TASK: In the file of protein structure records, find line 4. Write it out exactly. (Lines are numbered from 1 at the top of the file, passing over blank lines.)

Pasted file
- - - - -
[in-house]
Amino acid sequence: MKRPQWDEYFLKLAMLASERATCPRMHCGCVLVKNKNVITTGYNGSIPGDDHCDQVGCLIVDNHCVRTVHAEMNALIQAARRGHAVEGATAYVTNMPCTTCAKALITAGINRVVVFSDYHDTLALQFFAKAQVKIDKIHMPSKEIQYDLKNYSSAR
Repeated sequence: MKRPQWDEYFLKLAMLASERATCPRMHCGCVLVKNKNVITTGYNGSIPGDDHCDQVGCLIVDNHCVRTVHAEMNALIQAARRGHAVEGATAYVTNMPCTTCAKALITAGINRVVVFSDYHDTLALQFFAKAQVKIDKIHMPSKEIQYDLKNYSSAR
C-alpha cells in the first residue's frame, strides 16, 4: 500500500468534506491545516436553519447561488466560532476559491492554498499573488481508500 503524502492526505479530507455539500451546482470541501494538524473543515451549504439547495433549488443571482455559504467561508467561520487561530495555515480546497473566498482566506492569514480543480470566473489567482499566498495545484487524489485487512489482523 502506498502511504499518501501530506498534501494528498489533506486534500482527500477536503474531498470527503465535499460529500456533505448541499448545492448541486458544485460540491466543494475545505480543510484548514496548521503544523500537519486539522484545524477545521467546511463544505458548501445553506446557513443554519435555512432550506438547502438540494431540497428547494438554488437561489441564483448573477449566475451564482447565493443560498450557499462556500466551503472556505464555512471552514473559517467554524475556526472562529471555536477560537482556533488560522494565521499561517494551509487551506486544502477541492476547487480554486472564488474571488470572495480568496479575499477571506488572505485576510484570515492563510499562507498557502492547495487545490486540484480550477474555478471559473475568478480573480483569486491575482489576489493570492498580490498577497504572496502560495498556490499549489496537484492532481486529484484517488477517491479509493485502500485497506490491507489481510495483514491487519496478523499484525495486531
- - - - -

C-alpha cells in the first residue's frame, strides 16, 4: 500500500468534506491545516436553519447561488466560532476559491492554498499573488481508500 503524502492526505479530507455539500451546482470541501494538524473543515451549504439547495433549488443571482455559504467561508467561520487561530495555515480546497473566498482566506492569514480543480470566473489567482499566498495545484487524489485487512489482523 502506498502511504499518501501530506498534501494528498489533506486534500482527500477536503474531498470527503465535499460529500456533505448541499448545492448541486458544485460540491466543494475545505480543510484548514496548521503544523500537519486539522484545524477545521467546511463544505458548501445553506446557513443554519435555512432550506438547502438540494431540497428547494438554488437561489441564483448573477449566475451564482447565493443560498450557499462556500466551503472556505464555512471552514473559517467554524475556526472562529471555536477560537482556533488560522494565521499561517494551509487551506486544502477541492476547487480554486472564488474571488470572495480568496479575499477571506488572505485576510484570515492563510499562507498557502492547495487545490486540484480550477474555478471559473475568478480573480483569486491575482489576489493570492498580490498577497504572496502560495498556490499549489496537484492532481486529484484517488477517491479509493485502500485497506490491507489481510495483514491487519496478523499484525495486531